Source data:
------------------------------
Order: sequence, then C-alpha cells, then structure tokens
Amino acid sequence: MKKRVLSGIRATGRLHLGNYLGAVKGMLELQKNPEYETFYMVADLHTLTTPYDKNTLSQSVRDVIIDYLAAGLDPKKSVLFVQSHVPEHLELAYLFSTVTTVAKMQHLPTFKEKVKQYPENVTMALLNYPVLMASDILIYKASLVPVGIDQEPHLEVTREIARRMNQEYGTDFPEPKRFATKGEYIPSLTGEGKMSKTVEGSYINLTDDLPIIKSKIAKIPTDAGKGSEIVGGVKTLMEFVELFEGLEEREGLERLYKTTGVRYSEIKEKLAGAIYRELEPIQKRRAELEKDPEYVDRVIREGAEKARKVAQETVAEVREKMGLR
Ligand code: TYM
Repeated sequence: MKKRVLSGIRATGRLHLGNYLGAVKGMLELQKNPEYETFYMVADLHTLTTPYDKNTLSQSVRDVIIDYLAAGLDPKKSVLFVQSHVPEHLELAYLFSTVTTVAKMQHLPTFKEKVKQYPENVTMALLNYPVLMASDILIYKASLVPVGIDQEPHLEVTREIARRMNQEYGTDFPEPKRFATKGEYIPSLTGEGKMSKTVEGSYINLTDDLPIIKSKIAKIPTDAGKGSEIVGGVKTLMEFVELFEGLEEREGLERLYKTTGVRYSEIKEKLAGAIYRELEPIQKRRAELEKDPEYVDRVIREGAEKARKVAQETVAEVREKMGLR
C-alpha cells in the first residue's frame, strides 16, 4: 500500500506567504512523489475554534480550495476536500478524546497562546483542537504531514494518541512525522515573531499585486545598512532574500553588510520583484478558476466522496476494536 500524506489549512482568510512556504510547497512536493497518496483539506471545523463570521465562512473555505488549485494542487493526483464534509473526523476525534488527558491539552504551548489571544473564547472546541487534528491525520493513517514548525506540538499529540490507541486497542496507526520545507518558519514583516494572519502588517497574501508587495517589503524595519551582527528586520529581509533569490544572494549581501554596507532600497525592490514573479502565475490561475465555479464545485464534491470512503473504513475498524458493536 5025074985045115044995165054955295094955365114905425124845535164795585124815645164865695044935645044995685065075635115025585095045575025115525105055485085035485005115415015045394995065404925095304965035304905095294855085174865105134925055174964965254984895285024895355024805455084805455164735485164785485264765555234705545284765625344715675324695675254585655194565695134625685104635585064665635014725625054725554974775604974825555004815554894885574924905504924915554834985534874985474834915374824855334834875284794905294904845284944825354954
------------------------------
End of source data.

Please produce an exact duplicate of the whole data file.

Order: sequence, then C-alpha cells, then structure tokens
Amino acid sequence: MKKRVLSGIRATGRLHLGNYLGAVKGMLELQKNPEYETFYMVADLHTLTTPYDKNTLSQSVRDVIIDYLAAGLDPKKSVLFVQSHVPEHLELAYLFSTVTTVAKMQHLPTFKEKVKQYPENVTMALLNYPVLMASDILIYKASLVPVGIDQEPHLEVTREIARRMNQEYGTDFPEPKRFATKGEYIPSLTGEGKMSKTVEGSYINLTDDLPIIKSKIAKIPTDAGKGSEIVGGVKTLMEFVELFEGLEEREGLERLYKTTGVRYSEIKEKLAGAIYRELEPIQKRRAELEKDPEYVDRVIREGAEKARKVAQETVAEVREKMGLR
Ligand code: TYM
Repeated sequence: MKKRVLSGIRATGRLHLGNYLGAVKGMLELQKNPEYETFYMVADLHTLTTPYDKNTLSQSVRDVIIDYLAAGLDPKKSVLFVQSHVPEHLELAYLFSTVTTVAKMQHLPTFKEKVKQYPENVTMALLNYPVLMASDILIYKASLVPVGIDQEPHLEVTREIARRMNQEYGTDFPEPKRFATKGEYIPSLTGEGKMSKTVEGSYINLTDDLPIIKSKIAKIPTDAGKGSEIVGGVKTLMEFVELFEGLEEREGLERLYKTTGVRYSEIKEKLAGAIYRELEPIQKRRAELEKDPEYVDRVIREGAEKARKVAQETVAEVREKMGLR
C-alpha cells in the first residue's frame, strides 16, 4: 500500500506567504512523489475554534480550495476536500478524546497562546483542537504531514494518541512525522515573531499585486545598512532574500553588510520583484478558476466522496476494536 500524506489549512482568510512556504510547497512536493497518496483539506471545523463570521465562512473555505488549485494542487493526483464534509473526523476525534488527558491539552504551548489571544473564547472546541487534528491525520493513517514548525506540538499529540490507541486497542496507526520545507518558519514583516494572519502588517497574501508587495517589503524595519551582527528586520529581509533569490544572494549581501554596507532600497525592490514573479502565475490561475465555479464545485464534491470512503473504513475498524458493536 5025074985045115044995165054955295094955365114905425124845535164795585124815645164865695044935645044995685065075635115025585095045575025115525105055485085035485005115415015045394995065404925095304965035304905095294855085174865105134925055174964965254984895285024895355024805455084805455164735485164785485264765555234705545284765625344715675324695675254585655194565695134625685104635585064665635014725625054725554974775604974825555004815554894885574924905504924915554834985534874985474834915374824855334834875284794905294904845284944825354954